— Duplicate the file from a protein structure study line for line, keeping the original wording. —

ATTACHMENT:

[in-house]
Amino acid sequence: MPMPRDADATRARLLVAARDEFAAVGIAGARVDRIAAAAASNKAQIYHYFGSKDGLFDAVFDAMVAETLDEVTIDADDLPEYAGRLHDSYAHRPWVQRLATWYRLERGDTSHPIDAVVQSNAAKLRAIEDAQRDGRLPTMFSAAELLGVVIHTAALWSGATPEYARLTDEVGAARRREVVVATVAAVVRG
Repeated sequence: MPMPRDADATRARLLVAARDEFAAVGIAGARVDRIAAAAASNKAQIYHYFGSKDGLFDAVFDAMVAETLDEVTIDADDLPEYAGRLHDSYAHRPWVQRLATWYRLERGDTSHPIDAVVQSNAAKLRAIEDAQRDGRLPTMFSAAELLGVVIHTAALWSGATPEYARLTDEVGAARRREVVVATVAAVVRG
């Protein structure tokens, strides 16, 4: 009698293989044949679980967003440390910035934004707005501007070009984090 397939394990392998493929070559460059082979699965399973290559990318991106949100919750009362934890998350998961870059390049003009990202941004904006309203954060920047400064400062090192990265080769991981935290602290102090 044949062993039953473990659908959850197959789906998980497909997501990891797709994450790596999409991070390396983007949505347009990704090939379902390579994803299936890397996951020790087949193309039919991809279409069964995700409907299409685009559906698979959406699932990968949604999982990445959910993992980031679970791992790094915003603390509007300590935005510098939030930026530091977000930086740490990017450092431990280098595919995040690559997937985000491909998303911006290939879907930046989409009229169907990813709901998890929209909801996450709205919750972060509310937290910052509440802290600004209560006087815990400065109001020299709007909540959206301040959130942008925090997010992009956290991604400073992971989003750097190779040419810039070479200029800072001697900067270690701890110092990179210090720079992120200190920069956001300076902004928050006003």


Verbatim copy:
[in-house]
Amino acid sequence: MPMPRDADATRARLLVAARDEFAAVGIAGARVDRIAAAAASNKAQIYHYFGSKDGLFDAVFDAMVAETLDEVTIDADDLPEYAGRLHDSYAHRPWVQRLATWYRLERGDTSHPIDAVVQSNAAKLRAIEDAQRDGRLPTMFSAAELLGVVIHTAALWSGATPEYARLTDEVGAARRREVVVATVAAVVRG
Repeated sequence: MPMPRDADATRARLLVAARDEFAAVGIAGARVDRIAAAAASNKAQIYHYFGSKDGLFDAVFDAMVAETLDEVTIDADDLPEYAGRLHDSYAHRPWVQRLATWYRLERGDTSHPIDAVVQSNAAKLRAIEDAQRDGRLPTMFSAAELLGVVIHTAALWSGATPEYARLTDEVGAARRREVVVATVAAVVRG
């Protein structure tokens, strides 16, 4: 009698293989044949679980967003440390910035934004707005501007070009984090 397939394990392998493929070559460059082979699965399973290559990318991106949100919750009362934890998350998961870059390049003009990202941004904006309203954060920047400064400062090192990265080769991981935290602290102090 044949062993039953473990659908959850197959789906998980497909997501990891797709994450790596999409991070390396983007949505347009990704090939379902390579994803299936890397996951020790087949193309039919991809279409069964995700409907299409685009559906698979959406699932990968949604999982990445959910993992980031679970791992790094915003603390509007300590935005510098939030930026530091977000930086740490990017450092431990280098595919995040690559997937985000491909998303911006290939879907930046989409009229169907990813709901998890929209909801996450709205919750972060509310937290910052509440802290600004209560006087815990400065109001020299709007909540959206301040959130942008925090997010992009956290991604400073992971989003750097190779040419810039070479200029800072001697900067270690701890110092990179210090720079992120200190920069956001300076902004928050006003």